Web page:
Our New Year's Resolutions
“I believe that worrying about the problems plaguing our planet without taking steps to address them is absolutely irrelevant. The only thing that changes this world is taking action….Words are easy. I believe truth is told in the actions we take.” – Jody Williams, Founder of the International Campaign to Ban Landmines and winner of the 1997 Nobel Peace Prize
As a general rule, we hate to disagree with most Nobel Peace Prize winners, especially those as articulate, inspiring, and effective as Jody Williams. Yet, when sparring with a belligerent corporate general counsel in a negotiating session, words don’t SEEM easy.
Still, we take Ms. Williams’ advice to heart. We do worry about the problems plaguing our planet, and we talk about them a lot: with senior corporate managers, advocacy groups, and allies within the social investment field, and with Trillium’s great staff, clients, and board members. Those discussions can have significant results, such as persuading companies to voluntarily adopt new policies and improve their behavior and helping to convince pension funds and other major institutional investors to use their clout to address important social and environmental issues. But as the quote above suggests, words are often not enough to address our concerns. There comes a time to act. In the life of a shareholder advocate, that time often falls between October and December, when the vast majority of U.S. public companies have deadlines for filing shareholder resolutions.
This fall was no exception. Trillium Asset Management filed a total of 21 resolutions on a broad range of social and environmental topics where we felt we needed to press companies to do more. As usual, these resolutions represent the tip of the iceberg of our advocacy efforts. We also use lots of other strategies to influence corporate behavior, including behind-the-scenes negotiations with companies, writing research reports, developing new codes of responsible conduct for businesses to follow, and calling for stronger laws and regulations. Still, as a snapshot of some of our current actions to make the world a better place, here’s an overview of the shareholder resolutions we’ve filed for consideration at company annual meetings this spring.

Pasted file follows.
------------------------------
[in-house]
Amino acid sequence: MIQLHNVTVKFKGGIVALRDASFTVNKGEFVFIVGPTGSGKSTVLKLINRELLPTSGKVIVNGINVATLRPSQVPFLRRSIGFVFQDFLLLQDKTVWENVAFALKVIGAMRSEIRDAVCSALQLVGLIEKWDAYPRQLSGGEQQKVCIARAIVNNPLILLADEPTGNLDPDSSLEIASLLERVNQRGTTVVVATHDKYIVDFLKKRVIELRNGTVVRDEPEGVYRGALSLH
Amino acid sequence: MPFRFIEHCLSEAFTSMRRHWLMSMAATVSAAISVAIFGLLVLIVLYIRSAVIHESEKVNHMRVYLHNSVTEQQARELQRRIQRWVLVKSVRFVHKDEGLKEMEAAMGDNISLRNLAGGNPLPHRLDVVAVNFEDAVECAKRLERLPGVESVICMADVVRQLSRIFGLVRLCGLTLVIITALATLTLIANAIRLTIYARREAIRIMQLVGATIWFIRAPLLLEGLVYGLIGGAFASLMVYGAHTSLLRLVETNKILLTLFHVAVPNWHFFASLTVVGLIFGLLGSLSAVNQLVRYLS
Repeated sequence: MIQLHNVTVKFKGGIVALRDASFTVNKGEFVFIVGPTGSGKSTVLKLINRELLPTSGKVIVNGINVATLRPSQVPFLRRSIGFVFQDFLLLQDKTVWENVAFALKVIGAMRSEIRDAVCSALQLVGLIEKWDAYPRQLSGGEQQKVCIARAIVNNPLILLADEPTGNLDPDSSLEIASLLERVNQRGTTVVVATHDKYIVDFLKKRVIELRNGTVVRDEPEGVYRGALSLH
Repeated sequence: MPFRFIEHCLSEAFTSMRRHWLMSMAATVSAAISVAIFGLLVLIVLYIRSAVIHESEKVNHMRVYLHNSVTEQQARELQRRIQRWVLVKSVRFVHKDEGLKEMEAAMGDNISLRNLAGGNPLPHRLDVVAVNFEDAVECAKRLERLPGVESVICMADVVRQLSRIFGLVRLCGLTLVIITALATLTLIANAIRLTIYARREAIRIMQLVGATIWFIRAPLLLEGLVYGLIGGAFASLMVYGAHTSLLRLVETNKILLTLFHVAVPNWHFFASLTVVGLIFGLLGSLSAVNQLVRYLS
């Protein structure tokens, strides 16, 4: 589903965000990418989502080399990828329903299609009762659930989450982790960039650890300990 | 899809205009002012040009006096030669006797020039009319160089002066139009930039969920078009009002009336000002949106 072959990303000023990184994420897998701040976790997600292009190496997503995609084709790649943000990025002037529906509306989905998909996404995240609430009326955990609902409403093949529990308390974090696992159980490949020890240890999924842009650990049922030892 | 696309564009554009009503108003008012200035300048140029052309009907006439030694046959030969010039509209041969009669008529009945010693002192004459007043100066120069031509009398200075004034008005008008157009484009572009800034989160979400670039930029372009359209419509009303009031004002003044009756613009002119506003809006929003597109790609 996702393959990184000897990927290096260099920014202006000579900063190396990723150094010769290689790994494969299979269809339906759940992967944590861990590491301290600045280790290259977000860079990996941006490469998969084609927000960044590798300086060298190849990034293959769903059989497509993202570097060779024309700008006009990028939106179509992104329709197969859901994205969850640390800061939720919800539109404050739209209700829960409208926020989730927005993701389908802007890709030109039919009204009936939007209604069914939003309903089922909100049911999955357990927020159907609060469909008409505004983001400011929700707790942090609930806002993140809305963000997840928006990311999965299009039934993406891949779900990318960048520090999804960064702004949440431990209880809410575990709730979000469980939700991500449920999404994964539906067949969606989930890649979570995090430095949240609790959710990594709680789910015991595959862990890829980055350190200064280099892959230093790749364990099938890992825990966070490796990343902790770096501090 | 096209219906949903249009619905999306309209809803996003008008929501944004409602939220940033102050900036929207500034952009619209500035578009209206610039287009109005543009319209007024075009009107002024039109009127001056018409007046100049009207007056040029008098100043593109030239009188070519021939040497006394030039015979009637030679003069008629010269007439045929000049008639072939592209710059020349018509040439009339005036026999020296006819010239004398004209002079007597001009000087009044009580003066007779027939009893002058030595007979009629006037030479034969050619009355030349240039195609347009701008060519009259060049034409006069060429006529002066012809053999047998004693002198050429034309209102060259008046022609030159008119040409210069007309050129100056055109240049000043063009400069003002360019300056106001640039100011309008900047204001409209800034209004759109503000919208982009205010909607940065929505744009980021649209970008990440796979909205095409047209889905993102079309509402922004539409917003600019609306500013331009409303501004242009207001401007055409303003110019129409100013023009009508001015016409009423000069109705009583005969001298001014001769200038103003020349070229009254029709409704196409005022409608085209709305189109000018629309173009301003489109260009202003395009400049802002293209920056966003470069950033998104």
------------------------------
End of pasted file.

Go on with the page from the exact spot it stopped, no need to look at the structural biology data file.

Global Climate Change
The sheer scale of problems posed by global climate change makes it not only the most pressing environmental issue the world faces, but likely one of the greatest social and economic challenges as well. As the Bush Administration continues to delay meaningful action, shareholders have pressed large utilities like Cinergy and automakers like Ford Motor Company to make some surprising admissions about the risks of global climate change and the need for new measures to stem greenhouse gas emissions. Working in coalition with other shareholders, we continue to press companies in a range of industry sectors to conduct and share their own assessments of how climate change will affect their businesses and what action is needed to reduce the environmental, social, and business risks of climate change. As part of that effort, this year, we’ve filed climate-related resolutions at oil and gas company Anadarko Petroleum and utility Dominion Resources (where we’re the lead filer), General Motors, ExxonMobil, and Wells Fargo.
Federal law requires U.S. companies that have more than 100 employees to report their workforce diversity data on an EEO-1 (Equal Employment Opportunity) form. EEO data can help investors and other stakeholders better understand a company’s progress in hiring, promoting, and retaining diverse employees, all of which can generate important business benefits. Yet companies are not required to publicly disclose their EEO-1 data, and can block the Equal Employment Opportunity Commission from sharing the information with those that request it. Of 100 large U.S. companies surveyed by the Social Investment Research Analysts Network (SIRAN), only 6 currently provide full public disclosure of their EEO-1 reports.
Investors have long called for companies to fight workplace discrimination and share EEO data on workforce diversity. This year, we have joined investors in re-filing resolutions calling on Wal-Mart and Home Depot to disclose their EEO-1 data. Last year, those resolutions received an impressive 19% support at Wal-Mart (which faces a major class action lawsuit on sex discrimination) and 29% support at Home Depot (which stopped disclosing EEO data after a previous commitment to do so.)